The Kingdom Hearts series has had its fair share of “spin-offs” over the years, but the idea of a spin-off in this series is quite different from other franchises. With Kingdom Hearts, each of these games ties into the overarching story in some fashion, which is why a lot of people have felt lost only playing the numbered console entries in the past. This not only extends to normal RPG style spin-offs, but also the soon to come Kingdom Hearts: Melody of Memory rhythm game. While still a few weeks away from release, Square Enix has released a demo for the game and we wanted to share out thoughts on the game thus far.
Kingdom Hearts: Melody of Memory takes great inspiration from Final Fantasy Theatrhythm on the 3DS, as it’s a rhythm game involving the music from the series. On top of that, it’s supposed to feature a story related to Kairi after the events of Kingdom Hearts 3. However, this demo only focused on the gameplay itself and didn’t feature anything story wise for us to dive into.
For this demo, we are offered four different songs to play, including two from the first game, one from Birth by Sleep, and one from 0.2 A Fragmentary Passage. The two songs from Kingdom Hearts are “Welcome to Wonderland” and “Hand in Hand”, while Birth by Sleep’s song is “The Rustling Forest” and 0.2’s song is “Wave of Darkness I.” In addition, there is a short tutorial song from the series as well when you are first taught the controls. These songs gave a good indication of how the music tracks are set in the game and what to expect from them from other songs.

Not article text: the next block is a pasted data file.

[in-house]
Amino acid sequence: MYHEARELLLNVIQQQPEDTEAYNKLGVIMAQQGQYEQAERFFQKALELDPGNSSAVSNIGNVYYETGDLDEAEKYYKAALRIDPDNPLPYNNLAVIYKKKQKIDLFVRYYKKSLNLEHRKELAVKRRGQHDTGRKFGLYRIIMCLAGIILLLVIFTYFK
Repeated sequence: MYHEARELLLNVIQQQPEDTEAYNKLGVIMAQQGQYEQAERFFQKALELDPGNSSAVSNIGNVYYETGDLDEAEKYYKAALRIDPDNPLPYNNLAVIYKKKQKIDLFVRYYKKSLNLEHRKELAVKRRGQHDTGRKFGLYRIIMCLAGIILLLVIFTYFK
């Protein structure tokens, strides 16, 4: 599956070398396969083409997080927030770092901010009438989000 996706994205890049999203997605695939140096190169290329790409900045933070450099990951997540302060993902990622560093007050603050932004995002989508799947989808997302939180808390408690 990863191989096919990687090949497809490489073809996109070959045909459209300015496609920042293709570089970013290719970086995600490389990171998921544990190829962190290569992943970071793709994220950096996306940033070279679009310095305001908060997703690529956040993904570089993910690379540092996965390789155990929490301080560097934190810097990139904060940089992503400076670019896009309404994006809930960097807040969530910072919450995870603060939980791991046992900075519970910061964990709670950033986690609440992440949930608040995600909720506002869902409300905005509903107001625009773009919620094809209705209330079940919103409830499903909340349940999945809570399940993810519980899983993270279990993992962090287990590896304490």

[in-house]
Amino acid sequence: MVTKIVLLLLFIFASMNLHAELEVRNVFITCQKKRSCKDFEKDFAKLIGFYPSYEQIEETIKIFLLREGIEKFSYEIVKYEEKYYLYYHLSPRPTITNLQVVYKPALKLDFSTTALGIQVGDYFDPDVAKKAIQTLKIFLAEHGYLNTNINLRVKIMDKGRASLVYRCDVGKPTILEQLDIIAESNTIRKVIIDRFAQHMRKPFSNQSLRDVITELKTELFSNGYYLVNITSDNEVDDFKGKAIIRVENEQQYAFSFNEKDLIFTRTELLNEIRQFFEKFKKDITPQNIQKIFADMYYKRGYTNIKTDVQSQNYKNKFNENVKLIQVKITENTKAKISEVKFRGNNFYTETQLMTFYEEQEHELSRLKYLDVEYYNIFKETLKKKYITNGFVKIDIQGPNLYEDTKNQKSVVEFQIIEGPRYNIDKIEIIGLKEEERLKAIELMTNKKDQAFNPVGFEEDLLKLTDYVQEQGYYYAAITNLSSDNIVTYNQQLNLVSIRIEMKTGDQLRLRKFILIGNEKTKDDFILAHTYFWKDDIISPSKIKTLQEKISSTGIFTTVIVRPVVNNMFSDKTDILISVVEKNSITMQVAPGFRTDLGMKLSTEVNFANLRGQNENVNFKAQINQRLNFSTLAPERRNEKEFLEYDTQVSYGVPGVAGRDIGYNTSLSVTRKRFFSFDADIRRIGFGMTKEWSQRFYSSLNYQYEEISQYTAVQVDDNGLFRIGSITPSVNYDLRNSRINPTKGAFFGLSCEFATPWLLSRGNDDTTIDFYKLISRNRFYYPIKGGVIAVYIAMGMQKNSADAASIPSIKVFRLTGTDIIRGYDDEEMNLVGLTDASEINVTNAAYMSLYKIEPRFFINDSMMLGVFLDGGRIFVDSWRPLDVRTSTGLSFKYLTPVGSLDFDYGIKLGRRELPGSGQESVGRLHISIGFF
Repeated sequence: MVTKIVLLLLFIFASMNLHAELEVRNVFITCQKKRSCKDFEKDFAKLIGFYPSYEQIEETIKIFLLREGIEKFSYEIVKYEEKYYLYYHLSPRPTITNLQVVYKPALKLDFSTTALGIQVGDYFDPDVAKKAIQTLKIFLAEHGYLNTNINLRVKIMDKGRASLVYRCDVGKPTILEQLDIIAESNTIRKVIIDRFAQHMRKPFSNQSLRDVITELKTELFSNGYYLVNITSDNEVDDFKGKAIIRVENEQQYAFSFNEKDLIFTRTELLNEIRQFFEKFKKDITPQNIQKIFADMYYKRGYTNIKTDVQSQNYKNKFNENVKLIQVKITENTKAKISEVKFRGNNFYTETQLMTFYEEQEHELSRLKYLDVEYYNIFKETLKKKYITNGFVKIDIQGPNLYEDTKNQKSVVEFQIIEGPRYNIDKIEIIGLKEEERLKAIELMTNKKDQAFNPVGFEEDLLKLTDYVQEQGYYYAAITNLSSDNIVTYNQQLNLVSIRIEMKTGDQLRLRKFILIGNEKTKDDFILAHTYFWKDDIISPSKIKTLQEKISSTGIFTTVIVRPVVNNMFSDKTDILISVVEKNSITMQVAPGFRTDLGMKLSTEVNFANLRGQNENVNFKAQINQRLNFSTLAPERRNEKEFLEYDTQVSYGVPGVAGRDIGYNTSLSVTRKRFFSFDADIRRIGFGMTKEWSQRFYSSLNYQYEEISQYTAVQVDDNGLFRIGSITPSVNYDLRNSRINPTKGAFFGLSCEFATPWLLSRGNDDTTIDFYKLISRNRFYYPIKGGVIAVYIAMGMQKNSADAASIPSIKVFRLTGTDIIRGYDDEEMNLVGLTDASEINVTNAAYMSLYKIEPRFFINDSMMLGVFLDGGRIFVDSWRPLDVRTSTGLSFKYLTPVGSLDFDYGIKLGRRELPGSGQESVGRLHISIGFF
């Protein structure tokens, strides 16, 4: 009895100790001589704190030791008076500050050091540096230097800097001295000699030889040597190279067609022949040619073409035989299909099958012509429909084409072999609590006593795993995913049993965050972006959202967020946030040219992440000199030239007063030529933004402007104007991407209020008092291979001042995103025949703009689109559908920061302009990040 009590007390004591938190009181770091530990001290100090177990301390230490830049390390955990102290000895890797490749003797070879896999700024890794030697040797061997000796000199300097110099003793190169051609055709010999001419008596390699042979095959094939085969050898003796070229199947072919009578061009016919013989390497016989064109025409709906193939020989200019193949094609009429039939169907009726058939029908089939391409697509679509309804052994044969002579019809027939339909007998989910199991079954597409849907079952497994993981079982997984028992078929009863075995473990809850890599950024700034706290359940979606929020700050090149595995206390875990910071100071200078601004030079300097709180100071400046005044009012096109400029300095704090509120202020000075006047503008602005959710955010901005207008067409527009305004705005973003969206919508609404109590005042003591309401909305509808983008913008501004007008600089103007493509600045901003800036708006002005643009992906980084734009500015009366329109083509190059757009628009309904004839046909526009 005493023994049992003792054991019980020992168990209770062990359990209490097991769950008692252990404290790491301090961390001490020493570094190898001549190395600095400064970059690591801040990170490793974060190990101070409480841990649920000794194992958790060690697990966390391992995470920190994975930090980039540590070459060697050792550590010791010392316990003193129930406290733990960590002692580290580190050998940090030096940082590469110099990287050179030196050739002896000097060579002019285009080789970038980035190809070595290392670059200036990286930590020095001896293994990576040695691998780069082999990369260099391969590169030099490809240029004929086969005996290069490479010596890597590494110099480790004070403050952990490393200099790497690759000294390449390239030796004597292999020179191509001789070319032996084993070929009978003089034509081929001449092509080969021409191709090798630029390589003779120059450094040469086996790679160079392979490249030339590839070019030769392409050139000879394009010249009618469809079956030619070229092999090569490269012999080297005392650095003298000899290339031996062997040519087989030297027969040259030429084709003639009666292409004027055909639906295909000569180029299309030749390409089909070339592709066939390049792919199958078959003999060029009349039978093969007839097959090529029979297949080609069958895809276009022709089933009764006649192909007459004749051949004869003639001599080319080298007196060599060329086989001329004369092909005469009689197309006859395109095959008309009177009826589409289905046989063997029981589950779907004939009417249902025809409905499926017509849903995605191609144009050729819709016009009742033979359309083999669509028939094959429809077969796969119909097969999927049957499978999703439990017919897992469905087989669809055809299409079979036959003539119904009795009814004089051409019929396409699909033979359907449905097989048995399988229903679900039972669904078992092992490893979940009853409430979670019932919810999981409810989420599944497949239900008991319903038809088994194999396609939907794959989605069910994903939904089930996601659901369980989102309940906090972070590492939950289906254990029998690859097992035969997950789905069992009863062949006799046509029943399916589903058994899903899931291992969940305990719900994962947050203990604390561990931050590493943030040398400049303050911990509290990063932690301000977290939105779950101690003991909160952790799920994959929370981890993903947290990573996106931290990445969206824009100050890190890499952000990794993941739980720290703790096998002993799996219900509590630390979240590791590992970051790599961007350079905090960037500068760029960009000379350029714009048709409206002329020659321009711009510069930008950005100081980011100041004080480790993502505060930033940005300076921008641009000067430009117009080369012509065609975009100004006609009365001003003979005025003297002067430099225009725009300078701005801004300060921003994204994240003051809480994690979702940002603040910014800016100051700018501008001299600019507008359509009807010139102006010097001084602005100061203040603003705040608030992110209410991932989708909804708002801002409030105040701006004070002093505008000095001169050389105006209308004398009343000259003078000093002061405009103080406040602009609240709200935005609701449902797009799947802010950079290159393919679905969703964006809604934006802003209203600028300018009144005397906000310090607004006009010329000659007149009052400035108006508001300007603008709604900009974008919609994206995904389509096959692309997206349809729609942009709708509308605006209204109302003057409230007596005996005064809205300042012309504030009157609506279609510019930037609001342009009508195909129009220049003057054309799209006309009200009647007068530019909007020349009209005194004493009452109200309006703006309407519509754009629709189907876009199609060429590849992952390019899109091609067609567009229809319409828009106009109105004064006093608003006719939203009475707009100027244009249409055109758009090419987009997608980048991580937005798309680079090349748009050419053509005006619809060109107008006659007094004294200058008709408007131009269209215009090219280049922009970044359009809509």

The gameplay itself is rather interesting, as it’s essentially time based button presses. You play as Sora, Donald, and Goofy as they move down the track for the stage, with your goal being to stay alive. You can do a basic attack with A, L, and R on Nintendo Switch, which I thought was kind of a weird assortment of buttons. On top of that, you can press any of the three to attack as any of the three characters when they have an enemy in front of them. However, you will have to press multiple if there are enemies in front of each. I almost felt like it would have been better if each button was mapped to a specific character, but that’s something I’m sure that will just take some getting used to in the full game. There were also a few times I felt like the timing was a bit off on a few of the button presses, but that likely was just me messing it up rather than the game.
While we couldn’t see much in the demo, the menu structure for the game seems pretty solid. It has the songs split between the individual games themselves, with you able to break down into only showing one game at a time if you want in the menu. This isn’t that big of a deal in the demo with only four songs, but it will be very helpful in the full game.
There overall wasn’t really a lot to do in this demo other than playing the four songs again and again with the three difficulties available. This is already a game I knew I’d be interested in since I was a big fan of Final Fantasy Theathrhythm, but this demo is definitely great as a way for others to see if they would be interesting in getting the full game as it lets you experience the gameplay first hand on a few different songs. Do know that the demo won’t keep your scores that you earn if you exit out of it, so you can’t expect to best your scores again and again in this demo.
The demo for Kingdom Hearts: Melody of Memory is free to download for anyone on PS4, Xbox One, or Nintendo Switch, so make sure to go download it now to try it out for yourself. Also make sure to look out for the full release when it comes out on November 13 for the same three platforms.